Sep 9, 2017

Scientists discover a new way the brain forms memories

Hippocampal neuron in culture. Photo: Shelley Halpain / UC San Diego

A team of scientists announced Thursday they have discovered a new way the brain learns and stores information that may explain why people remember one-time events or new places.

What's new: For almost a half-century scientists have understood memories as being formed by neural connections that are strengthened by short repetitive stimulations, called the Hebbian rule. In the new study, researchers found a new method of learning (called BTSP) where memories can form in part of the brain over a longer time (seconds vs milliseconds) and without repetition.

Why this is important: It offers scientists a new way of looking at memory and could eventually inform our understanding of memory disorders. Julija Krupic, who published a perspective on this study in Science, wrote: "The authors have identified an intriguing new phenomenon...which eventually will tell us how we learn and remember new places and events that happen there."

What it means: Both processes likely play a part in memory formation. "Our study expands the repertoire of tools that neurons use to store information, and provides a mechanism for previously unexplained single trial learning of long event sequences," study co-author Aaron Milstein told Axios.

Why it makes sense: "Learning something new (e.g., a list of words) very often requires going over the material to be learned multiple times, and the more one repeats the material the better the learning and the subsequent memory... Nevertheless, and it is everyone's common experience, one is also able to form long-lasting memories with a single experience (e.g., remembering the name of a person just met or the address of a new restaurant)," Gianluigi Mongillo, of the French National Centre for Scientific Research who was not part of this study, told Axios.

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Warren sees bump in national poll following Nevada debate

Photo by David Becker/Getty Images.

Sen. Elizabeth Warren surged to 19% and second place in a CBS News/YouGov national poll released Sunday, trailing front-runner Sen. Bernie Sanders (28%) but edging out Joe Biden (17%) and Michael Bloomberg (13%).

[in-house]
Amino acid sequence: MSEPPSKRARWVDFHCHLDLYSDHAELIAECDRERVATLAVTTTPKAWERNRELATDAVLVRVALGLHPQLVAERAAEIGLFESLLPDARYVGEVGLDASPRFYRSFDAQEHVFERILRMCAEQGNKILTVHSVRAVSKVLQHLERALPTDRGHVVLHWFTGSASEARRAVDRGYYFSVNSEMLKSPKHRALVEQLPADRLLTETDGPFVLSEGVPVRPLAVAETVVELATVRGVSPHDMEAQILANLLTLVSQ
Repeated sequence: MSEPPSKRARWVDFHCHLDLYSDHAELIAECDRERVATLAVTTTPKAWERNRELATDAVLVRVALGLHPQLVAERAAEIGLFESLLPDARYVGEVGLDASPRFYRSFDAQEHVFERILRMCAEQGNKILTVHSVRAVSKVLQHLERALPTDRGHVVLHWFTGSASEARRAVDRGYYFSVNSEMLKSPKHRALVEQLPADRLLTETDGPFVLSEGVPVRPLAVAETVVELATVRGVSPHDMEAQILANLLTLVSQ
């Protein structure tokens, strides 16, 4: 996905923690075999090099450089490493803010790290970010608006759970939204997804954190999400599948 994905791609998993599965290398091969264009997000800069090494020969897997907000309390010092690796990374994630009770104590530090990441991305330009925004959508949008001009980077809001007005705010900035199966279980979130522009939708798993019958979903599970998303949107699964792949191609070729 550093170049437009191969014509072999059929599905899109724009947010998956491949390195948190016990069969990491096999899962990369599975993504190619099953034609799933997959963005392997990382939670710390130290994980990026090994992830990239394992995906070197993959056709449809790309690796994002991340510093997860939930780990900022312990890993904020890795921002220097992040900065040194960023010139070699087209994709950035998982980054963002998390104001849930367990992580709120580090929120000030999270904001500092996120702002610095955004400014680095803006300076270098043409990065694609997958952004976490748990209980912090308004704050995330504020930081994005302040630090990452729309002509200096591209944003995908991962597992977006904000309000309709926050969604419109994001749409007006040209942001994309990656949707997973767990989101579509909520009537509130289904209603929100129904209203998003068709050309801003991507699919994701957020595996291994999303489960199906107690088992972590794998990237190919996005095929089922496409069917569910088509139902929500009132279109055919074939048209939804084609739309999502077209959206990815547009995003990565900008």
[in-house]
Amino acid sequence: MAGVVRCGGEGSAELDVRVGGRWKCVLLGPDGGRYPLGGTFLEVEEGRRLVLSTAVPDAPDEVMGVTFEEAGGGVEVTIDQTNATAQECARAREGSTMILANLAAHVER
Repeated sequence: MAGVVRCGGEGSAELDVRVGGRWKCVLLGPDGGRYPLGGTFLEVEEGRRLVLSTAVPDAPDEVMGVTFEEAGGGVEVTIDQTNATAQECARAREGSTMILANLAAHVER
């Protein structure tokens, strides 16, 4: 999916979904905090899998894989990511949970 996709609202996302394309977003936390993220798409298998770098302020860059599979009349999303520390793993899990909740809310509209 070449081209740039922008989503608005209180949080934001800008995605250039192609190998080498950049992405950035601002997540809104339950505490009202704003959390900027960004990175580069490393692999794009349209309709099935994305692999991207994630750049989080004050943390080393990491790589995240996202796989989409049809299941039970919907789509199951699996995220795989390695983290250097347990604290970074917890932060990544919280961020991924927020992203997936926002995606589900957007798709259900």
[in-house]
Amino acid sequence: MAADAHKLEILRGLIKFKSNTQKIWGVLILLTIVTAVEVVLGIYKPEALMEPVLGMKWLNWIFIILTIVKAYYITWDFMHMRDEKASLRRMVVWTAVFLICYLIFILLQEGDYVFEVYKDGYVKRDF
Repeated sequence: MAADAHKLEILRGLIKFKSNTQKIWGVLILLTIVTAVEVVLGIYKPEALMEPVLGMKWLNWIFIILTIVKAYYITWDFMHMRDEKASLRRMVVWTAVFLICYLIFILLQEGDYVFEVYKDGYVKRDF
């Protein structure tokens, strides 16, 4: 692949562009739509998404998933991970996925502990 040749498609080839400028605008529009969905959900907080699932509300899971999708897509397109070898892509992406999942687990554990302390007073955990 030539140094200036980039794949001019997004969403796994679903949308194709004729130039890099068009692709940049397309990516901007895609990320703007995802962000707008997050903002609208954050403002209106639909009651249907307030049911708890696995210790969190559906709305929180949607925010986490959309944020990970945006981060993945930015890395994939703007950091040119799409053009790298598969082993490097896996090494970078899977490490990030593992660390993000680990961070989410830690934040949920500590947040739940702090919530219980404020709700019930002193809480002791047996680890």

Why it matters: The poll notes that only 42% of Democratic primary voters have made up their minds. While Warren underperformed in the first three states, her strong debate performance in Nevada last week may have given her campaign new life.

Pence aide says intel report of Russia helping Trump is "false information"

Marc Short. Screenshot: Fox News

Marc Short, chief of staff to Vice President Mike Pence, claimed on "Fox News Sunday" that the White House has not received intelligence that Russia is seeking to help President Trump win re-election, calling it "false information" that has been selectively leaked by Democrats on the House Intelligence Committee.

The big picture: Short and national security adviser Robert O'Brien both dismissed reports published in the Washington Post and New York Times last week about a briefing provided by top election security official Shelby Pierson, an aide to outgoing acting director of national intelligence Joseph Maguire.

Bernie's juggernaut

Sen. Bernie Sanders speaks in San Antonio last night with his wife, Jane. Photo: Eric Gay/AP

Sen. Bernie Sanders won so big in the Nevada caucuses that Democrats are hard-pressed to sketch a way he's not their nominee.

Driving the news: With 60% of precincts counted (slow, but better than Iowa!), Sanders is running away with 46% of delegates — crushing Joe Biden's 20%, Pete Buttigieg's 15%, Sen. Elizabeth Warren's 10% and Sen. Amy Klobuchar's 5%.